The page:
People all across the eastern United States got a chance to catch a partial solar eclipse Sunday morning.
Astronomers said nearly 47 percent of the sun was blocked by the moon just after sunrise Sunday morning.
Because it's part of the "saros" series of eclipses, they added that you'll only see this once every 18 years.
That might explain why people in our area woke up early on a Sunday morning for the experience.
Ken Harp and his mom drove all the way from Sumter Sunday morning, leaving their house at 4 a.m., just to catch a glimpse.
"I liked how right before it, the way the sun was coming up, with the rays on the clouds and then with the actual eclipse, using my sunglasses, seeing it, it was pretty cool," Harp explained.
Harp said this was his first time witnessing an eclipse.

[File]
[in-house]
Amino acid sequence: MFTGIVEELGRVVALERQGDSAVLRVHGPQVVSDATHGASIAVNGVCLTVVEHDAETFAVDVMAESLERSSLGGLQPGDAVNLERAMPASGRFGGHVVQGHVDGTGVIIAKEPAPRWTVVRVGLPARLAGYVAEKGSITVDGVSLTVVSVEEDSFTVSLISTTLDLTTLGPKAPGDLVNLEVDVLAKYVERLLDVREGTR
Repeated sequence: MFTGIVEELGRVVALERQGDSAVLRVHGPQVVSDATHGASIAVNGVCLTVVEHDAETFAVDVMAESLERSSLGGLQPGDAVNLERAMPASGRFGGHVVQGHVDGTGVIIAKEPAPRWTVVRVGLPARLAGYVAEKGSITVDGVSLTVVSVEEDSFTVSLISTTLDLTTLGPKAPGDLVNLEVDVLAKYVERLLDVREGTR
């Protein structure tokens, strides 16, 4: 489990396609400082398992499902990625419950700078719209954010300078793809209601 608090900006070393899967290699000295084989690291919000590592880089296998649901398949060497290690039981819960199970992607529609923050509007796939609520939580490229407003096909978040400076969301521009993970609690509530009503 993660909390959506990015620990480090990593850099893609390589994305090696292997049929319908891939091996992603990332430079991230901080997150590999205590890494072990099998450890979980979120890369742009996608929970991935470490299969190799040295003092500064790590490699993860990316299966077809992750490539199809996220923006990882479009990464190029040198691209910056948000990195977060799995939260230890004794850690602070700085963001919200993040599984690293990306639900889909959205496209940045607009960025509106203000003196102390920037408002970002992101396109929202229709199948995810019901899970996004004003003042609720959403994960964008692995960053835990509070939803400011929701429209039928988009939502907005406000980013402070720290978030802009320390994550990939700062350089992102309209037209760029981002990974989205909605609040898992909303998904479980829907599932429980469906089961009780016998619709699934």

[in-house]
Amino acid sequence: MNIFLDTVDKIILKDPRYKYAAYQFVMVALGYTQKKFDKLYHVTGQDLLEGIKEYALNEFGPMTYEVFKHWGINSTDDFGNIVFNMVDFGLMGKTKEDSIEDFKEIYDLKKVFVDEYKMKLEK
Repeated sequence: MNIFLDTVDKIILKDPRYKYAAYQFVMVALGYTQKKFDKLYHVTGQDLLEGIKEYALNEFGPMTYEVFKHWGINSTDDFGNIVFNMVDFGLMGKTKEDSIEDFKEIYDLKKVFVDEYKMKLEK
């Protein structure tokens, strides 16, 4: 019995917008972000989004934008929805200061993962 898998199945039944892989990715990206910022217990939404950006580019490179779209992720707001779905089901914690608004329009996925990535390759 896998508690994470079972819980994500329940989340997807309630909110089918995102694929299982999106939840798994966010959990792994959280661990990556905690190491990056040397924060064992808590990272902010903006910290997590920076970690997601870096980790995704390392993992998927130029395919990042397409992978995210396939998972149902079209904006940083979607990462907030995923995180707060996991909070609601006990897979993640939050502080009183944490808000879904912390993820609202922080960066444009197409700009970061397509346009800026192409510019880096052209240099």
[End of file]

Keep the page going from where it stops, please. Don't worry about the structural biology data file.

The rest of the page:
Other eclipsers like Syd Chase said he happened to meet someone who told him about the eclipse just in time.
Chase is also a first-time eclipse watcher.
"He showed up with a pair of glasses that he got from the movies the other week and he filtered out the brightness of the sun and we were able to see the moon crossing through and it was a great show. I enjoyed it and it was pretty cool," said Chase.
The next eclipse in this series will be on November 14, 2031. The next total eclipse will be August 21, 2017.